By a NSA historian. Deliberate coverups of faulty intelligence which helped push the US into the Vietnam War. Any comparisons to the Iraq War?
It's certainly the same thing for the people who push it. And lie about their motivations.
And estimate the number of civilians killed by the insurgents. Will they calculate how many have been killed by US forces? Not too likely I'd think. An appalling body count all around.
Well, it's the lunatic right-wing fringe being represented. Probably not too much of a surprise to see a Scalia clone being brought it. The New York Times is about the same as the Beeb on this one.
Vampire Watermelons!!! "People have little fear of the vampire melons because of the creatures' lack of teeth." And other acts of supernatural nature.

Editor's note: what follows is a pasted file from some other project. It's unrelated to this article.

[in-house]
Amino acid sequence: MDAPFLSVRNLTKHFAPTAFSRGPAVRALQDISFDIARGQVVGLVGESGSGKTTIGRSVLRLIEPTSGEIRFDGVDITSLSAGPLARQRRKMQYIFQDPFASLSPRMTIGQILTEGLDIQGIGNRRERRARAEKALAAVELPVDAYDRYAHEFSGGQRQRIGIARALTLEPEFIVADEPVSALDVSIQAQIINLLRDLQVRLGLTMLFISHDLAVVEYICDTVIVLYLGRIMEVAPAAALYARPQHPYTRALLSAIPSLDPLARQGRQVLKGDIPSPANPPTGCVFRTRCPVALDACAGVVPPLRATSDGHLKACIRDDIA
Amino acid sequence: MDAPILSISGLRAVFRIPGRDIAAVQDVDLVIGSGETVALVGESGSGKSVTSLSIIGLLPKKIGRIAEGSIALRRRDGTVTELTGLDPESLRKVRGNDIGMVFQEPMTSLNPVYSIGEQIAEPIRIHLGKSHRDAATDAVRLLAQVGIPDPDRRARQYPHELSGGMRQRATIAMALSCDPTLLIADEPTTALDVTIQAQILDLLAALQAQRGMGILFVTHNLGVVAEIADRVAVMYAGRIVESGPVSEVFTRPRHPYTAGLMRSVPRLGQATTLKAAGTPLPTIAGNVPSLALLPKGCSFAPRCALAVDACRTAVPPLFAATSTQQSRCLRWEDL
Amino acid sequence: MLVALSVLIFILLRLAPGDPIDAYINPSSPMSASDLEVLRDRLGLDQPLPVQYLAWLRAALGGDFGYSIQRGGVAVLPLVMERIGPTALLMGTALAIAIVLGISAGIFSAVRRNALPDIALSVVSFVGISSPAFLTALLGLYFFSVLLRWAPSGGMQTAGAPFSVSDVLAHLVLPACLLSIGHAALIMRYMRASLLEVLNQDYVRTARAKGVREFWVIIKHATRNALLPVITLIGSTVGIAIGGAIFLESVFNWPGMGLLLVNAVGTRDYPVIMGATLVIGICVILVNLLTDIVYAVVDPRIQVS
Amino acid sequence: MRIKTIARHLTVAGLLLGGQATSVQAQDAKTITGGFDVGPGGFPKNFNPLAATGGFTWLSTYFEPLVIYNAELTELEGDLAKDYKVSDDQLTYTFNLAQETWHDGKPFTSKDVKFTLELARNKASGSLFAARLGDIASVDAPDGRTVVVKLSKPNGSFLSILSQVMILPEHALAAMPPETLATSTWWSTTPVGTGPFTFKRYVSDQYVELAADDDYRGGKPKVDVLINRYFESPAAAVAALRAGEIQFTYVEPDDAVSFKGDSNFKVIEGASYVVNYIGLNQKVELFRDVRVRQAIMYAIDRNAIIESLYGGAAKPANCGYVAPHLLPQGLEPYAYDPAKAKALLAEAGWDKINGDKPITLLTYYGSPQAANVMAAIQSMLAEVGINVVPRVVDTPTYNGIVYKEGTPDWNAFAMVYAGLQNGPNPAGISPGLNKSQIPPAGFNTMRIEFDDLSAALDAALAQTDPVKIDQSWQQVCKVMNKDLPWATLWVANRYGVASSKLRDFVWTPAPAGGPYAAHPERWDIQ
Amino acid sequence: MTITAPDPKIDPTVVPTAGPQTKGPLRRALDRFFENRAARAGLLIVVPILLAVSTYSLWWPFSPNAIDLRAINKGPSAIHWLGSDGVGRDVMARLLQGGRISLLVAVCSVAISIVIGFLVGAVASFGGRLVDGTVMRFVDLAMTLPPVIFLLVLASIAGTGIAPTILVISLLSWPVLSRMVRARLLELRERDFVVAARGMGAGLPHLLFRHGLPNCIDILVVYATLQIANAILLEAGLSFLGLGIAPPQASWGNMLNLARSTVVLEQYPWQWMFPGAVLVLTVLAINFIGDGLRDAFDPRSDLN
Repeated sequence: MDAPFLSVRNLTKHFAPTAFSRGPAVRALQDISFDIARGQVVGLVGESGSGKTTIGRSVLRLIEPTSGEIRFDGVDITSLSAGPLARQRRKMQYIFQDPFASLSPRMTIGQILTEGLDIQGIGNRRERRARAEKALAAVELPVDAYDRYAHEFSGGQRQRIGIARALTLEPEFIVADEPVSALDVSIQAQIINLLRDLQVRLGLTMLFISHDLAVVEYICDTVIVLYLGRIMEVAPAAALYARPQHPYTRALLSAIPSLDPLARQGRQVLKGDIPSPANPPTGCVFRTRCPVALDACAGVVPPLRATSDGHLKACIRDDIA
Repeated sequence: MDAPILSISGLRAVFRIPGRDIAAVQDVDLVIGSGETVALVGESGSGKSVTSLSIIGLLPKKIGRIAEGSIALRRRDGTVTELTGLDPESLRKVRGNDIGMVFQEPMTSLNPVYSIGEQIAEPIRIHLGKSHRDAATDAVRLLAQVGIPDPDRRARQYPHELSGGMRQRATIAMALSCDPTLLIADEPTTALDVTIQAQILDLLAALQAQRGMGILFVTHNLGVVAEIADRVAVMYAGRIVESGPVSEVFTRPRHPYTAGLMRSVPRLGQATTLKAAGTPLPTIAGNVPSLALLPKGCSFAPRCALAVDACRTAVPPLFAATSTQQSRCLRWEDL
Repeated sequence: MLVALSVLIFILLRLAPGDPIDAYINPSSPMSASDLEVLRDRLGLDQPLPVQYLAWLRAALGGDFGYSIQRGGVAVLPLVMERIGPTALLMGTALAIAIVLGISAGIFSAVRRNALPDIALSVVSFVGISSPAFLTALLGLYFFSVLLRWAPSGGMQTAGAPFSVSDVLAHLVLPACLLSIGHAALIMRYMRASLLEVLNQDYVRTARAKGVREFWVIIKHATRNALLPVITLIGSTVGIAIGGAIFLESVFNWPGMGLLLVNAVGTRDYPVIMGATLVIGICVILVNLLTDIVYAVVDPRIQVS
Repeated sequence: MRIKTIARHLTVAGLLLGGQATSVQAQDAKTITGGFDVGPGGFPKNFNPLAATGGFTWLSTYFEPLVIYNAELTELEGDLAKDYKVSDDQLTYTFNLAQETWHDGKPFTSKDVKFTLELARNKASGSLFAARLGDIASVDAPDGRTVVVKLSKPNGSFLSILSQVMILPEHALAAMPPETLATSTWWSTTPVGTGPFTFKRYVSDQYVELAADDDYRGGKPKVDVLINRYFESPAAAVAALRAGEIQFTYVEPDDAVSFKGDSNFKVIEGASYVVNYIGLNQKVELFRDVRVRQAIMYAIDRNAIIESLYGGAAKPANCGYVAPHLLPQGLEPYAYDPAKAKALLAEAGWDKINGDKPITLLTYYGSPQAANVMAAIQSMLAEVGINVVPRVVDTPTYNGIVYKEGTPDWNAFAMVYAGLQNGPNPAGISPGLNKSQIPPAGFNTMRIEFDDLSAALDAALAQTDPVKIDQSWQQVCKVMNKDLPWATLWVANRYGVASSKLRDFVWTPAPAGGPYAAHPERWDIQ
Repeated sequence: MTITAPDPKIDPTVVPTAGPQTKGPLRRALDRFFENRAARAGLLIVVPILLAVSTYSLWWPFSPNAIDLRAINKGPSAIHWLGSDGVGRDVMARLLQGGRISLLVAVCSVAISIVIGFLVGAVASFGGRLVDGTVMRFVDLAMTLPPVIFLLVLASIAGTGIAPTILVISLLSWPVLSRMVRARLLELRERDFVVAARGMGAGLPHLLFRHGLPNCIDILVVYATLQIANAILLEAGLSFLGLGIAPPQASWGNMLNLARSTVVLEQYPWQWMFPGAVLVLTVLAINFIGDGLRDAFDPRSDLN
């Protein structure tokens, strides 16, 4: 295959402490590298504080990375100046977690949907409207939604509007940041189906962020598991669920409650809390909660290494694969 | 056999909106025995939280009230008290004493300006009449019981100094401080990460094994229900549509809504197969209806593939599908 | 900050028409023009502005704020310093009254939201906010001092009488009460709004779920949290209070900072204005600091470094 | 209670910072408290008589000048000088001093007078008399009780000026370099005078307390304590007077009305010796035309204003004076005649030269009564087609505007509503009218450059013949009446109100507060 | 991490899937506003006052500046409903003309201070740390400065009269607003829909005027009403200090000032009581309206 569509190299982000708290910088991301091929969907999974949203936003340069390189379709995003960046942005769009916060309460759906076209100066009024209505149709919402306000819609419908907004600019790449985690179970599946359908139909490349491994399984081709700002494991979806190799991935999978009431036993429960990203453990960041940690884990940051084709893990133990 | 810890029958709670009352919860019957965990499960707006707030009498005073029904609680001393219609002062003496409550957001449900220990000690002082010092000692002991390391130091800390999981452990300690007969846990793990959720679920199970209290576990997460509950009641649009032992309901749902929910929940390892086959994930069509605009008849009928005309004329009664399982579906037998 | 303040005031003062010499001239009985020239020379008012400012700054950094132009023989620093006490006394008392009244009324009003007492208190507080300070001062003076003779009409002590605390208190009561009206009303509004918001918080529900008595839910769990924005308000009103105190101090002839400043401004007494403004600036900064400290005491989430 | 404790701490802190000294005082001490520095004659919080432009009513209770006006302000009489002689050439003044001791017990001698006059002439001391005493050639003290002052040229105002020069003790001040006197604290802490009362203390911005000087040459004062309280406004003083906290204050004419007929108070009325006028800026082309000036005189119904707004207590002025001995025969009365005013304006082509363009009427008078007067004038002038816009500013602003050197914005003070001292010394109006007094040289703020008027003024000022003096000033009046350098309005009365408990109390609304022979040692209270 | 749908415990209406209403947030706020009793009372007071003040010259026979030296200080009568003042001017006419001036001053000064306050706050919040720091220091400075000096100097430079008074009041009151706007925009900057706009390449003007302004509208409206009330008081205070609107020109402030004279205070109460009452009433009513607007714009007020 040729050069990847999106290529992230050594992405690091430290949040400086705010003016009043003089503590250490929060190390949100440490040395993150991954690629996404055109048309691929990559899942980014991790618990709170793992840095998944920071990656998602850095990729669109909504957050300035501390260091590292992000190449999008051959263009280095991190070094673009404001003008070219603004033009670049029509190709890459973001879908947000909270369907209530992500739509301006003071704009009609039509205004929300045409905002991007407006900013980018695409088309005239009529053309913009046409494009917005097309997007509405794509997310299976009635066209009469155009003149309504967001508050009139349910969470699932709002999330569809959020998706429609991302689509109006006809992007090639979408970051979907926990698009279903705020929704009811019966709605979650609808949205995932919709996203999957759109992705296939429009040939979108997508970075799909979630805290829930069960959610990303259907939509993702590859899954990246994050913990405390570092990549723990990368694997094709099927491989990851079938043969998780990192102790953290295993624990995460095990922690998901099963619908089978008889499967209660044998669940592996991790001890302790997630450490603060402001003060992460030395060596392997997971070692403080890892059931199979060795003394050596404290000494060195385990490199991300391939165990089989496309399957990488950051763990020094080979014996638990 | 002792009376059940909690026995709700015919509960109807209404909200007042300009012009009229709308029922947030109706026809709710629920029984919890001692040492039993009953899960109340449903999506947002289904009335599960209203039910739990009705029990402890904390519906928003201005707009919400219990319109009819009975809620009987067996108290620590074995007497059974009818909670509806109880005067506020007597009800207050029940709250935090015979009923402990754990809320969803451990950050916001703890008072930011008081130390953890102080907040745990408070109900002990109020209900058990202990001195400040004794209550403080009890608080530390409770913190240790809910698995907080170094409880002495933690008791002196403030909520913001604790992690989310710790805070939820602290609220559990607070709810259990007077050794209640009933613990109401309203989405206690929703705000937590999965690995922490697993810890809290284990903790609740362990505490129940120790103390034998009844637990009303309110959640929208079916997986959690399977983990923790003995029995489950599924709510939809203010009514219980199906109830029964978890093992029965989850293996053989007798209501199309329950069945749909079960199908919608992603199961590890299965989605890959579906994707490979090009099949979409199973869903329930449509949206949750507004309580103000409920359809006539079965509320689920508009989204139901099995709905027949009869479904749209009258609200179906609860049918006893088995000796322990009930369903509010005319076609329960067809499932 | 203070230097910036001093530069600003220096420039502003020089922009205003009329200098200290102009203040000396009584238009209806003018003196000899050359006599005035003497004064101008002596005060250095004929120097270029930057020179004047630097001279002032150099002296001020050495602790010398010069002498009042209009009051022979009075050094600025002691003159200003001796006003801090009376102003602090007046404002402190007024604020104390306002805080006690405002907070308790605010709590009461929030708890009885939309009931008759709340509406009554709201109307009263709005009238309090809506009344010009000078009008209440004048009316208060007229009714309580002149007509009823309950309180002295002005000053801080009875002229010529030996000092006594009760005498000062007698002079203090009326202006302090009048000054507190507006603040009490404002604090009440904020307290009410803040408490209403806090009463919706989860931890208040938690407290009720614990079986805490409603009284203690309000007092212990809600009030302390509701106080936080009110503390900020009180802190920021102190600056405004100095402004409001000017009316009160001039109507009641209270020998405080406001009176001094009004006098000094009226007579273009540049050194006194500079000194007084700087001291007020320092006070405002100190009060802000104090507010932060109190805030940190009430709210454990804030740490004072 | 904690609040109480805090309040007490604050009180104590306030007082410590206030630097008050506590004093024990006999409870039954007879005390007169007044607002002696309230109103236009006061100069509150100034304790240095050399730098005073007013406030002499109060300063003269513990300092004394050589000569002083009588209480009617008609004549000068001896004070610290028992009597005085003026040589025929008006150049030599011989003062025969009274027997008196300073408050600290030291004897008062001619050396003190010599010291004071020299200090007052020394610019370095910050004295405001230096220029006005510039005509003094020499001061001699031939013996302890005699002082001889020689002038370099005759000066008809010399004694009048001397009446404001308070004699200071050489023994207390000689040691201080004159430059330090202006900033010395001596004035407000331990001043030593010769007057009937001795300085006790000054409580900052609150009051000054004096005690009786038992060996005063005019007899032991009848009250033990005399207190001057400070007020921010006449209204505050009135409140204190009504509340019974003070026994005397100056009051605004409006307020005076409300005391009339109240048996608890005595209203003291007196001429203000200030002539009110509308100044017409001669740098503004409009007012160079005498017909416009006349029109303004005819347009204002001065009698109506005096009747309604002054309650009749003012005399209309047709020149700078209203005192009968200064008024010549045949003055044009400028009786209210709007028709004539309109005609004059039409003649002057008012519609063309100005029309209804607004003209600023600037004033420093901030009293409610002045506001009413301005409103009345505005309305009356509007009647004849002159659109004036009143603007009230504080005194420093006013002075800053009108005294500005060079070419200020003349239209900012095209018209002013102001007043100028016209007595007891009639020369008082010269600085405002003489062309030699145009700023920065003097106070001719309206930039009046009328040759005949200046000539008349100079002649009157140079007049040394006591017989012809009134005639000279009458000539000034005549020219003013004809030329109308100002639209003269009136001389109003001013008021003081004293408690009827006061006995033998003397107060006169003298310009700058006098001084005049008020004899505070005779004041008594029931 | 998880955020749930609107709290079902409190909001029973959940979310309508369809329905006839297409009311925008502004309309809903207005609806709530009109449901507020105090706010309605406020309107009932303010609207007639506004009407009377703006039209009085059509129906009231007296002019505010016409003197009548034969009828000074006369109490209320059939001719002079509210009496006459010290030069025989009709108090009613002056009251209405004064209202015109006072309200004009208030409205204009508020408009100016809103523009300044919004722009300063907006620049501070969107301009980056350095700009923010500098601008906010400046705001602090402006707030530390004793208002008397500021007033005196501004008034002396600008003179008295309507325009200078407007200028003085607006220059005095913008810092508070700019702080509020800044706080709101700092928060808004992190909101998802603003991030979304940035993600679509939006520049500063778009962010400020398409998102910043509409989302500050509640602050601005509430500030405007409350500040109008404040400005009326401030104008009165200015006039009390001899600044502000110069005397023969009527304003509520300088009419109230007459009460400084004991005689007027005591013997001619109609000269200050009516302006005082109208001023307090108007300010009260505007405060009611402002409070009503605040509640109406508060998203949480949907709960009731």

As religion, or psuedo-religious hysteria, sweeps the US, Anne Rice launches a new novel of a young Christ. Drinking the blood of heathens?
Scroll down for the top selling educational software. Though there are plenty of other discouraging stories as well.
I would have said Finland to Nigeria, except this year it's Iceland to Chad. The surveys are interesting to take a look at by themselves as well.
The Gun Industry is the only industry with lawsuit immunity? What a strange path from the 2nd ammendment.
Prussian Blue. In another few years. .. "I struggled with alcohol and meth until I found my Lord Jesus. My life changed that very day, and I left my hatred behind me forever. Praise the lord." And what horrible music!
Oh wait, it's Pat Buchanan. "2000 dead - and for what?" Darn it, it hurts to agree with Pat.